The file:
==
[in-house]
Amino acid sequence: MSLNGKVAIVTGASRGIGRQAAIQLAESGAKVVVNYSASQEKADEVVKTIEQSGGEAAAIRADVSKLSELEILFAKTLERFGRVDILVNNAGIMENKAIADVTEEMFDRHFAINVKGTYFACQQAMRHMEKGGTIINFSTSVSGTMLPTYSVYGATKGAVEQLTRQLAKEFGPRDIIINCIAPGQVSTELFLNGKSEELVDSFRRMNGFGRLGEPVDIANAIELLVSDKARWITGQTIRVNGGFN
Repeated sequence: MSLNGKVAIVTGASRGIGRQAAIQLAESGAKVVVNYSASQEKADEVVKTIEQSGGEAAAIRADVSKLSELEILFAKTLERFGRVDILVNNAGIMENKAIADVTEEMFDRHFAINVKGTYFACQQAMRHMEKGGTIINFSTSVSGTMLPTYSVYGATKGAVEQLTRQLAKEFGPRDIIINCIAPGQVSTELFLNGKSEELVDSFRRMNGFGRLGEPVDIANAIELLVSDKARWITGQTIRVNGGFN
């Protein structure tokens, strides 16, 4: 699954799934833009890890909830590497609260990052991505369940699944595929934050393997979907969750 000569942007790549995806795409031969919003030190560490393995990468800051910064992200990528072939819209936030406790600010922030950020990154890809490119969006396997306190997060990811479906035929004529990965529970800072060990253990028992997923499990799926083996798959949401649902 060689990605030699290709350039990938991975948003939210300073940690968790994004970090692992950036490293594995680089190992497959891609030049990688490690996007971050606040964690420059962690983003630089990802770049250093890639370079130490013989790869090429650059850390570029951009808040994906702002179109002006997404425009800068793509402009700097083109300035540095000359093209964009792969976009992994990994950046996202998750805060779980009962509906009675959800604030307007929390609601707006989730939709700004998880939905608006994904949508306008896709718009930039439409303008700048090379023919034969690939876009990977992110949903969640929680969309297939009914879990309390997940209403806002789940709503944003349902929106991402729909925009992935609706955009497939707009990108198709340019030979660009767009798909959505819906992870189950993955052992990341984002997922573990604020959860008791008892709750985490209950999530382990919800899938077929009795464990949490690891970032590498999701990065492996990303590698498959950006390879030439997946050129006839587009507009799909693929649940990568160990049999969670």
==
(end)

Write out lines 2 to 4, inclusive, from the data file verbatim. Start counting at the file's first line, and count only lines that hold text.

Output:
Amino acid sequence: MSLNGKVAIVTGASRGIGRQAAIQLAESGAKVVVNYSASQEKADEVVKTIEQSGGEAAAIRADVSKLSELEILFAKTLERFGRVDILVNNAGIMENKAIADVTEEMFDRHFAINVKGTYFACQQAMRHMEKGGTIINFSTSVSGTMLPTYSVYGATKGAVEQLTRQLAKEFGPRDIIINCIAPGQVSTELFLNGKSEELVDSFRRMNGFGRLGEPVDIANAIELLVSDKARWITGQTIRVNGGFN
Repeated sequence: MSLNGKVAIVTGASRGIGRQAAIQLAESGAKVVVNYSASQEKADEVVKTIEQSGGEAAAIRADVSKLSELEILFAKTLERFGRVDILVNNAGIMENKAIADVTEEMFDRHFAINVKGTYFACQQAMRHMEKGGTIINFSTSVSGTMLPTYSVYGATKGAVEQLTRQLAKEFGPRDIIINCIAPGQVSTELFLNGKSEELVDSFRRMNGFGRLGEPVDIANAIELLVSDKARWITGQTIRVNGGFN
């Protein structure tokens, strides 16, 4: 699954799934833009890890909830590497609260990052991505369940699944595929934050393997979907969750 000569942007790549995806795409031969919003030190560490393995990468800051910064992200990528072939819209936030406790600010922030950020990154890809490119969006396997306190997060990811479906035929004529990965529970800072060990253990028992997923499990799926083996798959949401649902 060689990605030699290709350039990938991975948003939210300073940690968790994004970090692992950036490293594995680089190992497959891609030049990688490690996007971050606040964690420059962690983003630089990802770049250093890639370079130490013989790869090429650059850390570029951009808040994906702002179109002006997404425009800068793509402009700097083109300035540095000359093209964009792969976009992994990994950046996202998750805060779980009962509906009675959800604030307007929390609601707006989730939709700004998880939905608006994904949508306008896709718009930039439409303008700048090379023919034969690939876009990977992110949903969640929680969309297939009914879990309390997940209403806002789940709503944003349902929106991402729909925009992935609706955009497939707009990108198709340019030979660009767009798909959505819906992870189950993955052992990341984002997922573990604020959860008791008892709750985490209950999530382990919800899938077929009795464990949490690891970032590498999701990065492996990303590698498959950006390879030439997946050129006839587009507009799909693929649940990568160990049999969670």